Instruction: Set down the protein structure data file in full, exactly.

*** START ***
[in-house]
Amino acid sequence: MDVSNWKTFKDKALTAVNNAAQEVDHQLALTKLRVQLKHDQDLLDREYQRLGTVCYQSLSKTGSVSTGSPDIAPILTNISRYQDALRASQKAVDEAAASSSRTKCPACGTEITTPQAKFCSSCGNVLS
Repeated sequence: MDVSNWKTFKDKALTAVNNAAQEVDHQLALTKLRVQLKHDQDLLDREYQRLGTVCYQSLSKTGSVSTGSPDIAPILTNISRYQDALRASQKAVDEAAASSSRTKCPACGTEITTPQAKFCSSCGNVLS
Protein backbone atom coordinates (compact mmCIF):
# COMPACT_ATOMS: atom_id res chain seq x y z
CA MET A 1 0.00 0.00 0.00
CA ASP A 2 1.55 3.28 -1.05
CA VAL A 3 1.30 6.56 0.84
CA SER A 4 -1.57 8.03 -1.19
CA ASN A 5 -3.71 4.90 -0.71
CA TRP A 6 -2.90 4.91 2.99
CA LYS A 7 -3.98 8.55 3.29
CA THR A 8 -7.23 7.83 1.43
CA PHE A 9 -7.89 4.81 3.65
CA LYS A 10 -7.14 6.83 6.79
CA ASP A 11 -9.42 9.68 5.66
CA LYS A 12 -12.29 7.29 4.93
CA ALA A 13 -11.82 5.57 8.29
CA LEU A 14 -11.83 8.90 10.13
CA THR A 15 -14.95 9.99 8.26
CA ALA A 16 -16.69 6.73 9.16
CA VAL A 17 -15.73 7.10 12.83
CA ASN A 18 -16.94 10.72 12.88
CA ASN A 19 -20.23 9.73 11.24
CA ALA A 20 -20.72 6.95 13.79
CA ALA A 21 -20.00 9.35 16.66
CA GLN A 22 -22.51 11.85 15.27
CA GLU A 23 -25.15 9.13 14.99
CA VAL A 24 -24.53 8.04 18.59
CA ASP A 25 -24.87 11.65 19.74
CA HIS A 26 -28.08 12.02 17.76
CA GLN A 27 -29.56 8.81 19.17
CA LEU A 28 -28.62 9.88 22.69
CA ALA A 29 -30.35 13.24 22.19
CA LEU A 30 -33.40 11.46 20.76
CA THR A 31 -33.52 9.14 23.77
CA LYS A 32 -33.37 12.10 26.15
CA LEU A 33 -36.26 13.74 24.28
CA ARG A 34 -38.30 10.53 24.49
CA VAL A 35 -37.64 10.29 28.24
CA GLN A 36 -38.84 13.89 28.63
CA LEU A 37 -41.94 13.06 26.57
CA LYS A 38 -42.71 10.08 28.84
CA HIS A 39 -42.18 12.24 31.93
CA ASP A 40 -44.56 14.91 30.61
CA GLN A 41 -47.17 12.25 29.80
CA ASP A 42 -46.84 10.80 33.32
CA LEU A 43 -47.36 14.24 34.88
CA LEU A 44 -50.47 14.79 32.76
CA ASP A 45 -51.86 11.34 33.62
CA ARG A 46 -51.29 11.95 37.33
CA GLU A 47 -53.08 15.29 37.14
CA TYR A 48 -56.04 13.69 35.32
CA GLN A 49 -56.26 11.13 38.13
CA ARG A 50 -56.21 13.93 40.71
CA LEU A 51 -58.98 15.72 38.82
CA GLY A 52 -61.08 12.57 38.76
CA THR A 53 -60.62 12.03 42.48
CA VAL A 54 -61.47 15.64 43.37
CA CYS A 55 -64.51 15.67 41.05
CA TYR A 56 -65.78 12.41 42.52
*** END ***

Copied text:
[in-house]
Amino acid sequence: MDVSNWKTFKDKALTAVNNAAQEVDHQLALTKLRVQLKHDQDLLDREYQRLGTVCYQSLSKTGSVSTGSPDIAPILTNISRYQDALRASQKAVDEAAASSSRTKCPACGTEITTPQAKFCSSCGNVLS
Repeated sequence: MDVSNWKTFKDKALTAVNNAAQEVDHQLALTKLRVQLKHDQDLLDREYQRLGTVCYQSLSKTGSVSTGSPDIAPILTNISRYQDALRASQKAVDEAAASSSRTKCPACGTEITTPQAKFCSSCGNVLS
Protein backbone atom coordinates (compact mmCIF):
# COMPACT_ATOMS: atom_id res chain seq x y z
CA MET A 1 0.00 0.00 0.00
CA ASP A 2 1.55 3.28 -1.05
CA VAL A 3 1.30 6.56 0.84
CA SER A 4 -1.57 8.03 -1.19
CA ASN A 5 -3.71 4.90 -0.71
CA TRP A 6 -2.90 4.91 2.99
CA LYS A 7 -3.98 8.55 3.29
CA THR A 8 -7.23 7.83 1.43
CA PHE A 9 -7.89 4.81 3.65
CA LYS A 10 -7.14 6.83 6.79
CA ASP A 11 -9.42 9.68 5.66
CA LYS A 12 -12.29 7.29 4.93
CA ALA A 13 -11.82 5.57 8.29
CA LEU A 14 -11.83 8.90 10.13
CA THR A 15 -14.95 9.99 8.26
CA ALA A 16 -16.69 6.73 9.16
CA VAL A 17 -15.73 7.10 12.83
CA ASN A 18 -16.94 10.72 12.88
CA ASN A 19 -20.23 9.73 11.24
CA ALA A 20 -20.72 6.95 13.79
CA ALA A 21 -20.00 9.35 16.66
CA GLN A 22 -22.51 11.85 15.27
CA GLU A 23 -25.15 9.13 14.99
CA VAL A 24 -24.53 8.04 18.59
CA ASP A 25 -24.87 11.65 19.74
CA HIS A 26 -28.08 12.02 17.76
CA GLN A 27 -29.56 8.81 19.17
CA LEU A 28 -28.62 9.88 22.69
CA ALA A 29 -30.35 13.24 22.19
CA LEU A 30 -33.40 11.46 20.76
CA THR A 31 -33.52 9.14 23.77
CA LYS A 32 -33.37 12.10 26.15
CA LEU A 33 -36.26 13.74 24.28
CA ARG A 34 -38.30 10.53 24.49
CA VAL A 35 -37.64 10.29 28.24
CA GLN A 36 -38.84 13.89 28.63
CA LEU A 37 -41.94 13.06 26.57
CA LYS A 38 -42.71 10.08 28.84
CA HIS A 39 -42.18 12.24 31.93
CA ASP A 40 -44.56 14.91 30.61
CA GLN A 41 -47.17 12.25 29.80
CA ASP A 42 -46.84 10.80 33.32
CA LEU A 43 -47.36 14.24 34.88
CA LEU A 44 -50.47 14.79 32.76
CA ASP A 45 -51.86 11.34 33.62
CA ARG A 46 -51.29 11.95 37.33
CA GLU A 47 -53.08 15.29 37.14
CA TYR A 48 -56.04 13.69 35.32
CA GLN A 49 -56.26 11.13 38.13
CA ARG A 50 -56.21 13.93 40.71
CA LEU A 51 -58.98 15.72 38.82
CA GLY A 52 -61.08 12.57 38.76
CA THR A 53 -60.62 12.03 42.48
CA VAL A 54 -61.47 15.64 43.37
CA CYS A 55 -64.51 15.67 41.05
CA TYR A 56 -65.78 12.41 42.52